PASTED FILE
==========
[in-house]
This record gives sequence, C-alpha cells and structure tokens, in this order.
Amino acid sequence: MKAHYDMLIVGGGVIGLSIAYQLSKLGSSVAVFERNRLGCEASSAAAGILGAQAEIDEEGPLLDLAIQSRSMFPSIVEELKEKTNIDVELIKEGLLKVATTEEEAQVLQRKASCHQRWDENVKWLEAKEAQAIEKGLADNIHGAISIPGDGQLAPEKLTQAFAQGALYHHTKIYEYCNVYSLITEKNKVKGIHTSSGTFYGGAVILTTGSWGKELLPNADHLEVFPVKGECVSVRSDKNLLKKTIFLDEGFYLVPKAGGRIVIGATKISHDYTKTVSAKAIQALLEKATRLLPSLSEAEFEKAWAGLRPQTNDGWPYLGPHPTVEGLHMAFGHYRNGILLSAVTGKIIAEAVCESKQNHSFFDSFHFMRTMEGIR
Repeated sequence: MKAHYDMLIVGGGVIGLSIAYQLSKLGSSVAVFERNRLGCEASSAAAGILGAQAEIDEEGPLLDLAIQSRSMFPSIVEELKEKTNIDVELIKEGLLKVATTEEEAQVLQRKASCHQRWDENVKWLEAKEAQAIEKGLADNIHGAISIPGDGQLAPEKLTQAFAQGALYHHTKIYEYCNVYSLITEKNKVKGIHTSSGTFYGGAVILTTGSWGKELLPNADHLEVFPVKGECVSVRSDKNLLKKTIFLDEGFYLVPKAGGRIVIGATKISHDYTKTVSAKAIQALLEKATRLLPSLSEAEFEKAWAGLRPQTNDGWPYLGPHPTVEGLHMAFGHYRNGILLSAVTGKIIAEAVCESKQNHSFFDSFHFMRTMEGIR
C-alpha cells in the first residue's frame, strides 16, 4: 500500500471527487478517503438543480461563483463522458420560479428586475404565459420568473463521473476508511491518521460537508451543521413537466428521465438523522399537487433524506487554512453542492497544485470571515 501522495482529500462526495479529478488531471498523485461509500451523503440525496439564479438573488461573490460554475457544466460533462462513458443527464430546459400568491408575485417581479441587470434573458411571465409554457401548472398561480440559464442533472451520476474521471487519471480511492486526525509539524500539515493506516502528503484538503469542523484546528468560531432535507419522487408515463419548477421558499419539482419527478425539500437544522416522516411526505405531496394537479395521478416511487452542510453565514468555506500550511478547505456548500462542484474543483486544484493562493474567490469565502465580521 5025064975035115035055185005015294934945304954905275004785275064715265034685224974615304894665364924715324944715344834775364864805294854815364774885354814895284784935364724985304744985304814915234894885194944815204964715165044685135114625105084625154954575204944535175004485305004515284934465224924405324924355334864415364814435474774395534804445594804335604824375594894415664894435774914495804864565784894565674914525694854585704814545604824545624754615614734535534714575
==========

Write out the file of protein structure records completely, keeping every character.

[in-house]
This record gives sequence, C-alpha cells and structure tokens, in this order.
Amino acid sequence: MKAHYDMLIVGGGVIGLSIAYQLSKLGSSVAVFERNRLGCEASSAAAGILGAQAEIDEEGPLLDLAIQSRSMFPSIVEELKEKTNIDVELIKEGLLKVATTEEEAQVLQRKASCHQRWDENVKWLEAKEAQAIEKGLADNIHGAISIPGDGQLAPEKLTQAFAQGALYHHTKIYEYCNVYSLITEKNKVKGIHTSSGTFYGGAVILTTGSWGKELLPNADHLEVFPVKGECVSVRSDKNLLKKTIFLDEGFYLVPKAGGRIVIGATKISHDYTKTVSAKAIQALLEKATRLLPSLSEAEFEKAWAGLRPQTNDGWPYLGPHPTVEGLHMAFGHYRNGILLSAVTGKIIAEAVCESKQNHSFFDSFHFMRTMEGIR
Repeated sequence: MKAHYDMLIVGGGVIGLSIAYQLSKLGSSVAVFERNRLGCEASSAAAGILGAQAEIDEEGPLLDLAIQSRSMFPSIVEELKEKTNIDVELIKEGLLKVATTEEEAQVLQRKASCHQRWDENVKWLEAKEAQAIEKGLADNIHGAISIPGDGQLAPEKLTQAFAQGALYHHTKIYEYCNVYSLITEKNKVKGIHTSSGTFYGGAVILTTGSWGKELLPNADHLEVFPVKGECVSVRSDKNLLKKTIFLDEGFYLVPKAGGRIVIGATKISHDYTKTVSAKAIQALLEKATRLLPSLSEAEFEKAWAGLRPQTNDGWPYLGPHPTVEGLHMAFGHYRNGILLSAVTGKIIAEAVCESKQNHSFFDSFHFMRTMEGIR
C-alpha cells in the first residue's frame, strides 16, 4: 500500500471527487478517503438543480461563483463522458420560479428586475404565459420568473463521473476508511491518521460537508451543521413537466428521465438523522399537487433524506487554512453542492497544485470571515 501522495482529500462526495479529478488531471498523485461509500451523503440525496439564479438573488461573490460554475457544466460533462462513458443527464430546459400568491408575485417581479441587470434573458411571465409554457401548472398561480440559464442533472451520476474521471487519471480511492486526525509539524500539515493506516502528503484538503469542523484546528468560531432535507419522487408515463419548477421558499419539482419527478425539500437544522416522516411526505405531496394537479395521478416511487452542510453565514468555506500550511478547505456548500462542484474543483486544484493562493474567490469565502465580521 5025064975035115035055185005015294934945304954905275004785275064715265034685224974615304894665364924715324944715344834775364864805294854815364774885354814895284784935364724985304744985304814915234894885194944815204964715165044685135114625105084625154954575204944535175004485305004515284934465224924405324924355334864415364814435474774395534804445594804335604824375594894415664894435774914495804864565784894565674914525694854585704814545604824545624754615614734535534714575